The Inventory Crisis
Are you looking for a house? Then you probably already know what I’m about to say.
Inventory is low.
Like, Mariana Trench low. Like, the Cleveland Brown’s chances of winning the Super Bowl low. I mean low. Historically low. In fact, I haven’t seen inventory this low in my entire real estate career.
So what’s going on? What’s caused this dramatic shift in the market?
A Closer Look
Let’s take a closer look at the inventory levels in the urban core of Richmond.
If you want to see just how sharply inventory has declined in the past decade, check out this graph.
You could ride a luge down that slope.
How does such a densely developed area have such low inventory? Well, density is part of the problem. There just isn’t a lot of room to build in the city. Think of neighborhoods like The Fan and The Museum District, even Church Hill. Those homes are packed in tight, with maybe one empty lot in a 5 block radius.
Widen your focus a bit, and that argument gets a little trickier. Shockoe Bottom and Scott’s Addition are seeing what seems like new developments everyday. But when you take a closer look, you’ll find that nearly 99% of that development is apartment based.
So while we have been adding living spaces in the city, they are all rental units, with only a handful being offered for sale.
So is building apartments a problem? Not necessarily. The momentum gained from adding a stable tenant base into many of the formerly vacant neighborhoods has been a good thing.
Renters have rejuvenated this City in a huge way. Old warehouses and unused office spaces in Scott’s Addition have been given new life as trendy apartment complexes. Vacant parking lots in Shockoe Bottom and adjacent to VCU’s campus have come alive with new buildings of all shapes and styles. Thousands of apartments have been added to the city’s landscape in the past decade with more on the way.
As apartments sprout up in the urban core, so do new restaurants, shops, galleries, start-ups…you name it. Residents no longer want to drive out to Short Pump to shop or Innsbrook to work. They want a true live-work-play environment. The urban core has become the vibrant, thriving community city dwellers are looking for.
Now, the search for houses is on.
Anyone who has lived in Richmond long enough knows the typical rhythm of the Richmond family. Get married, settle in the city, have a few kids, and start looking to the suburbs once the kids reach their schooling years.
For a long time, Richmond City Schools were not drawing families. In fact, they were doing the opposite. The story of RPS is a complicated, uncomfortable one of poverty and policy, but lately passionate and dedicated community members and education professionals are looking to rewrite it. As confidence in the school rises, so does the number of young families choosing to stay in the city and send their kids to public schools.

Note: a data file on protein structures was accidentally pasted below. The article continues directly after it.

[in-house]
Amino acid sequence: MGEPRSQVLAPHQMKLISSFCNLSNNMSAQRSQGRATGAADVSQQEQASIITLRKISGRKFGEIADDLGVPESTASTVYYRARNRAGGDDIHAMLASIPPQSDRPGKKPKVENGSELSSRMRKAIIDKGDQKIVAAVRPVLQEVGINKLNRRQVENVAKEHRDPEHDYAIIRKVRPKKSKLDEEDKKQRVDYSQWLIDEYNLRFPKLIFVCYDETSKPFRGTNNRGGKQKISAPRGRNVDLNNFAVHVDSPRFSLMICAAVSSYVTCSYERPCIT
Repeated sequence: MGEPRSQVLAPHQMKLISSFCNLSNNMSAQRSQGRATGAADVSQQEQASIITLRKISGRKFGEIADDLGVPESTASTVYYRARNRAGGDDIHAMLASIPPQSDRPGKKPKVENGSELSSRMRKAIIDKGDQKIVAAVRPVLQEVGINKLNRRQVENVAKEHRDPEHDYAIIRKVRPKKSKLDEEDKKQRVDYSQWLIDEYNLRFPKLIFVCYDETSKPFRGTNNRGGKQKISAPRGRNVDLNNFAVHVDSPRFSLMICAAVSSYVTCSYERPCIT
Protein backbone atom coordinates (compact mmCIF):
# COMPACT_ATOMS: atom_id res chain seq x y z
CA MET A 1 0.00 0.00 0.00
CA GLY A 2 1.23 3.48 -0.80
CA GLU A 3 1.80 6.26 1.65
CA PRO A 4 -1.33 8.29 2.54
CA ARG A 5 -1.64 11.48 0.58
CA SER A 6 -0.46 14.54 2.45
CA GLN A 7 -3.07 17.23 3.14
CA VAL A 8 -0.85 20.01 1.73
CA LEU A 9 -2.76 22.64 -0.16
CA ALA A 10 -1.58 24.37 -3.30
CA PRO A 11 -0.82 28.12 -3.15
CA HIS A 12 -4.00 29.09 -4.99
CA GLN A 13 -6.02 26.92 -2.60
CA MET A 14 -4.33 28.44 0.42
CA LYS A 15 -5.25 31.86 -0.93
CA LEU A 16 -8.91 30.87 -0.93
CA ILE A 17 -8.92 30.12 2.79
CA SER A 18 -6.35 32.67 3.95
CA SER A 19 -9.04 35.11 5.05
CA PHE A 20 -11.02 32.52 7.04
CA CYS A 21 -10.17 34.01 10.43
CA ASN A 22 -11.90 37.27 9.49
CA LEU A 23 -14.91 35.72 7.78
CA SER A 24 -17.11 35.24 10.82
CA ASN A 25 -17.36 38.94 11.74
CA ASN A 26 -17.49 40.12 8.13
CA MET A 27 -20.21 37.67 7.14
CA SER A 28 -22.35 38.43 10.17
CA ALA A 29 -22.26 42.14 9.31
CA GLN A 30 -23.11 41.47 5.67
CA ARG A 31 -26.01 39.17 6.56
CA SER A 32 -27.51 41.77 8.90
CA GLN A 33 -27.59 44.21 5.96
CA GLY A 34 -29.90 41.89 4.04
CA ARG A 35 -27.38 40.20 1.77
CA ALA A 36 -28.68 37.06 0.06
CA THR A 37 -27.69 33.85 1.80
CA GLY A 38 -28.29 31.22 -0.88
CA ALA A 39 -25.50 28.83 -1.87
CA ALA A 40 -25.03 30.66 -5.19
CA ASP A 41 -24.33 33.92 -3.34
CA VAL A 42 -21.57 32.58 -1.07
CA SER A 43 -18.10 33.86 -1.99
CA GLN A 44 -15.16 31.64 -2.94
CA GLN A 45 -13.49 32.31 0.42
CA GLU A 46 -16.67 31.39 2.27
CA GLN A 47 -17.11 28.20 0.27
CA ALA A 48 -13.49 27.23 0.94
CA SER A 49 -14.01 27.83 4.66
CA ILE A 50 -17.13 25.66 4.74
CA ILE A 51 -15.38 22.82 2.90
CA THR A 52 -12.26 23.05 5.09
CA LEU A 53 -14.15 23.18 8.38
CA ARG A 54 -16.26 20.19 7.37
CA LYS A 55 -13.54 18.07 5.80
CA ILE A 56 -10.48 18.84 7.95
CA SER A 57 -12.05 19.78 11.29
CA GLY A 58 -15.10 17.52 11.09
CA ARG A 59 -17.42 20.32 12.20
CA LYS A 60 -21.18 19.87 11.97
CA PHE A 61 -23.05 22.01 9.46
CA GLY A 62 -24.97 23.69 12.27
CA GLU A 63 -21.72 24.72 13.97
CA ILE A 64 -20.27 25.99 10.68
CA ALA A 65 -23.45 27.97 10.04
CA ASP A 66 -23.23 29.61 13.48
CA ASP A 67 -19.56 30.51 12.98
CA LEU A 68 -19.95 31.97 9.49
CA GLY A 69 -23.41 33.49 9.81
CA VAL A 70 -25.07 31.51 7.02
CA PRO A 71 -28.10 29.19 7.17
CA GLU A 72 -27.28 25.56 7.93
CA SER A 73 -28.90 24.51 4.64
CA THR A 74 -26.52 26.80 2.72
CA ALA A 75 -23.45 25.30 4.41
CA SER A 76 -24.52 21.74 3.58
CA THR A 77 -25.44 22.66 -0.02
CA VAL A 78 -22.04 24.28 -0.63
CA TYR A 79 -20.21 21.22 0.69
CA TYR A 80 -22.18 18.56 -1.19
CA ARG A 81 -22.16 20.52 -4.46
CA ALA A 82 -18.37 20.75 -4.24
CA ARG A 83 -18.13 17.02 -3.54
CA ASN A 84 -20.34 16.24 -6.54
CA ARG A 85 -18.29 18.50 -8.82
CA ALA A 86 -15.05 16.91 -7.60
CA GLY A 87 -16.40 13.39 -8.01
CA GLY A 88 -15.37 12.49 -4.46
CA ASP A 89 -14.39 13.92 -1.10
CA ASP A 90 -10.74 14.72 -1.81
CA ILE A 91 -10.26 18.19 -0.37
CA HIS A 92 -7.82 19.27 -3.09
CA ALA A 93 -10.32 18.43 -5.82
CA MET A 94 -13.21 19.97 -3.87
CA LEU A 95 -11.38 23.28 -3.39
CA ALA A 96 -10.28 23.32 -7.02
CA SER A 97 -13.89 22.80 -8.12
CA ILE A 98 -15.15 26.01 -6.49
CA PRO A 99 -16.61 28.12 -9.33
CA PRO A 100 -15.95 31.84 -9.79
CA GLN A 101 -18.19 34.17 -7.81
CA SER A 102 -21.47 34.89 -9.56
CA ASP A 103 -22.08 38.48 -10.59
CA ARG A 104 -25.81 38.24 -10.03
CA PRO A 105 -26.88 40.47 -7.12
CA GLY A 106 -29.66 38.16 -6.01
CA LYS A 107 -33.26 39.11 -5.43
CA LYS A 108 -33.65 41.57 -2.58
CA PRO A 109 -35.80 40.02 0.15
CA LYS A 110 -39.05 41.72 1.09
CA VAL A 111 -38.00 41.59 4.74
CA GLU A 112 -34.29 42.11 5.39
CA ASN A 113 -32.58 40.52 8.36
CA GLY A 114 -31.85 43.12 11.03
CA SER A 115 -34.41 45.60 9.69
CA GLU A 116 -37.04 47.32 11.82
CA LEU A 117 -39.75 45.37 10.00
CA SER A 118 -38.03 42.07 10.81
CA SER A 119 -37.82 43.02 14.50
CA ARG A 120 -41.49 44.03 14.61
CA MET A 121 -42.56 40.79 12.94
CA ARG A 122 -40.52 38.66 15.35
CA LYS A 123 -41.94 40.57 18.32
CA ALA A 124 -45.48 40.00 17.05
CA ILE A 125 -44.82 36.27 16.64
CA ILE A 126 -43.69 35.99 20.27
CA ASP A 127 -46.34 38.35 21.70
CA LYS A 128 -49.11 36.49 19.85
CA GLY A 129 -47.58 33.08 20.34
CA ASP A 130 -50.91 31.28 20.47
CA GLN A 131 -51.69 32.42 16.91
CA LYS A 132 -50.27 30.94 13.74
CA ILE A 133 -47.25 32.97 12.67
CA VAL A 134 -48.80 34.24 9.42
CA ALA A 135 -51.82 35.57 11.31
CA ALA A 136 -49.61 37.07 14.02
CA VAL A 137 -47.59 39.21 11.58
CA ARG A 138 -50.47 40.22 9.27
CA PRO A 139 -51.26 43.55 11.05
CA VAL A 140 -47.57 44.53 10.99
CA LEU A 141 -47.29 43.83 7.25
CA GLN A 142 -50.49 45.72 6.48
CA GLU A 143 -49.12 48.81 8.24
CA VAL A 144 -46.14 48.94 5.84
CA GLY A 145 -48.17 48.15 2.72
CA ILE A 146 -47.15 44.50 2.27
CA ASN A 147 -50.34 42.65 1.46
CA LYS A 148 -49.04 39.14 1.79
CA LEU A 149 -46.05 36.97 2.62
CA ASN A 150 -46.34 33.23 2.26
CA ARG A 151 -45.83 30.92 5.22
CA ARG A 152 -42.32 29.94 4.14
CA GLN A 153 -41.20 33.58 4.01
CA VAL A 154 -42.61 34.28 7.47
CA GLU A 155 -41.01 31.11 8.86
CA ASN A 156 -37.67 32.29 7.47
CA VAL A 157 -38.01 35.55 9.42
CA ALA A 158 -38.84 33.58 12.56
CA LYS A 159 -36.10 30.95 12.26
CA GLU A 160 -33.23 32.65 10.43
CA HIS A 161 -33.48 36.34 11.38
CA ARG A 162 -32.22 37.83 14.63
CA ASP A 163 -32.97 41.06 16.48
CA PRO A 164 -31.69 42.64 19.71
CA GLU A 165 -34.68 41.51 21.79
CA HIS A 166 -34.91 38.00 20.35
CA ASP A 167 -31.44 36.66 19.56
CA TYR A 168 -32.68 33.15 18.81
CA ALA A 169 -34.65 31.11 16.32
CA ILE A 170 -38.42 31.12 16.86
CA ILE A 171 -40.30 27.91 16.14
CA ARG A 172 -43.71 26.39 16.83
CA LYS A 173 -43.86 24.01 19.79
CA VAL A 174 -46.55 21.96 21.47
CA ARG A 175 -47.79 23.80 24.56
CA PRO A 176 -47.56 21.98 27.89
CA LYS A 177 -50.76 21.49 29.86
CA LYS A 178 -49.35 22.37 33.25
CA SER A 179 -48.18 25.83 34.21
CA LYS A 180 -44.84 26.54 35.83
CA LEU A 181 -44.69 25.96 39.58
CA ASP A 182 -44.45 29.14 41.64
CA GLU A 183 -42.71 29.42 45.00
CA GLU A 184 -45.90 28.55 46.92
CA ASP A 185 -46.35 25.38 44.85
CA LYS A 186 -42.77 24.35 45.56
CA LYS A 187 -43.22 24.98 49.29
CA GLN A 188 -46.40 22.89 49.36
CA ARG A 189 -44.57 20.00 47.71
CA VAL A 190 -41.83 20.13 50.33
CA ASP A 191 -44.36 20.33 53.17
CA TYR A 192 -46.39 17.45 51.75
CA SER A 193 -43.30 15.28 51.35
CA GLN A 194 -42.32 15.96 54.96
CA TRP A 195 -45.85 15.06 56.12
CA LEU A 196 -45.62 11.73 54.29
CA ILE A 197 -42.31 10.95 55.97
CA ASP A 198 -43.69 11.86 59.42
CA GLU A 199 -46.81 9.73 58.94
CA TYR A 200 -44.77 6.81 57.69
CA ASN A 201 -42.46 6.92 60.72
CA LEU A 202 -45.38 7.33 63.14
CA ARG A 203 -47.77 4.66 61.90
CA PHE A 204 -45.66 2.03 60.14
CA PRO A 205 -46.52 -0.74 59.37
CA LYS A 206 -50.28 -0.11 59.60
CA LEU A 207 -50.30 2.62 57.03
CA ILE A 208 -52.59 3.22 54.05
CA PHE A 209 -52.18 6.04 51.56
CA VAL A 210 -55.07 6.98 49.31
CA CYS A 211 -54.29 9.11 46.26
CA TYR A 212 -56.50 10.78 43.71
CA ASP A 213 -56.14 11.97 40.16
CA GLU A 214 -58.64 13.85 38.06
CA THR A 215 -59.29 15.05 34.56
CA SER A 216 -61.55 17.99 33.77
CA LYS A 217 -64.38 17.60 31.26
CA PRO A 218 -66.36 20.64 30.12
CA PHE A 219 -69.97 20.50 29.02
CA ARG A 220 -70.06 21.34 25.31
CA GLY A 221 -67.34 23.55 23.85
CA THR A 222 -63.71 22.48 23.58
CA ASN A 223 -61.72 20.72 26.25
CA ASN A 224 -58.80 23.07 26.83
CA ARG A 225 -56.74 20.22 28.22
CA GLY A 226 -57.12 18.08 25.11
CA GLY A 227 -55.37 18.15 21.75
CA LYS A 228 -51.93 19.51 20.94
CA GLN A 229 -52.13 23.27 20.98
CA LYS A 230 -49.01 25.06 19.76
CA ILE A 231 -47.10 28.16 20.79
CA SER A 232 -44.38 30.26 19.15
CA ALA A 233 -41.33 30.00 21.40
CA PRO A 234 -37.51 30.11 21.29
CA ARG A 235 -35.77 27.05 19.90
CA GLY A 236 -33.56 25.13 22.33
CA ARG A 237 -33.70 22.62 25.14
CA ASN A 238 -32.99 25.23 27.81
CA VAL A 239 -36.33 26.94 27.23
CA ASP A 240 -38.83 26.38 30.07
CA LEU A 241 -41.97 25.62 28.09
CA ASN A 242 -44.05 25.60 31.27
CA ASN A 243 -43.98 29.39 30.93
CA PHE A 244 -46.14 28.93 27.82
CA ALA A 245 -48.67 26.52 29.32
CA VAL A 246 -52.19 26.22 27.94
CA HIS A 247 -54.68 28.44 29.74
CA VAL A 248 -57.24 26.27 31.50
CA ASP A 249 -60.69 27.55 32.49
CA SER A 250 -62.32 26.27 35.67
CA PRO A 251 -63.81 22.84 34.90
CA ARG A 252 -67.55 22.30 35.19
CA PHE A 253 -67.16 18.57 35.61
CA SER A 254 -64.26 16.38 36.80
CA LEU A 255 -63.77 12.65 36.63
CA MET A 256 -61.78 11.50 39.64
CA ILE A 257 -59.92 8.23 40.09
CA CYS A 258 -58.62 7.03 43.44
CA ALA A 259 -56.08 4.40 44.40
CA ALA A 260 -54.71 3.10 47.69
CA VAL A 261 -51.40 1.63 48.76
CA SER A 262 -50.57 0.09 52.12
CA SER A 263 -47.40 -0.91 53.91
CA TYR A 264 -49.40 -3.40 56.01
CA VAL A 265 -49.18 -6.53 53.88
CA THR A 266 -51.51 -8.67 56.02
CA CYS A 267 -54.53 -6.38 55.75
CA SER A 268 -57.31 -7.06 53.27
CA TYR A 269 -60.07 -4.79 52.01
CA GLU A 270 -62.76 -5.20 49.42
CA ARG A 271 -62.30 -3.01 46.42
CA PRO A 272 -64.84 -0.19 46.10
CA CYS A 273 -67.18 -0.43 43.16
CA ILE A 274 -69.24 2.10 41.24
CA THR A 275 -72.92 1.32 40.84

As the school system trends, so does the City.
Inventory rates aren’t the only things hanging out near the bottom these days.
Just take a look at this chart:
Mortgage rates haven’t been consistently above 7% in nearly 30 years. Most homeowners are sitting pretty building equity in 4-5% rate mortgages. There’s not a whole lot of incentive to sell your house when your current financing is so comfortable. It’s getting tougher and tougher to find highly motivated sellers in the market with these kind of rates.
For years, when it came time for suburbanites to retire, they chose a low maintenance home in a planned community close to where they had been living for the past 20 years. It was safe and comfortable, with chain restaurants and strip malls galore just down the road. These planned neighborhoods usually had a section of “villas” targeted to the 55+ crowd, and for years, they sold very well.
As the city grows and changes, so have the attitudes of empty nesters looking to downsize. Instead of staying in the suburbs, many are looking to move into the city. The walkable neighborhoods, endless local retail and dining options, and proximity to the river are enticing people back into the urban core.
And who can blame them? Carytown is far more exciting than a strip mall.
The HGTV Factor
Who doesn’t love seeing a dilapidated home with “great bones” turned into the best house on the block with the addition of an open concept and a huge kitchen island?
No one, that’s who.
While we can argue the authenticity of its shows, there is no denying that HGTV is inspiring a new wave of urban renovators. These niche developers are snatching up neglected homes and turning them into something straight out of a magazine. And then there are those ambitious homebuyers who take on renovations themselves, looking to create their own dream home.
While this trend is doing wonders to breathe new life into forgotten neighborhoods, it’s also putting even more pressure on a market already strapped for inventory.
So, what you’re saying is…
There’s no one reason inventory is so low.
Renters want to stay (or even buy), current city dwellers don’t want to leave, and empty nesters want to come back. This bodes incredibly well for the rising reputation of Richmond, but not so well for those of you trying to find a house. It’s not impossible, but if you’re dreaming of living in the city, be prepared for higher prices and multiple bids.
My best advice? Get here fast, and get someone who knows the in’s and out’s of the city and the real estate biz to help you land your dream home.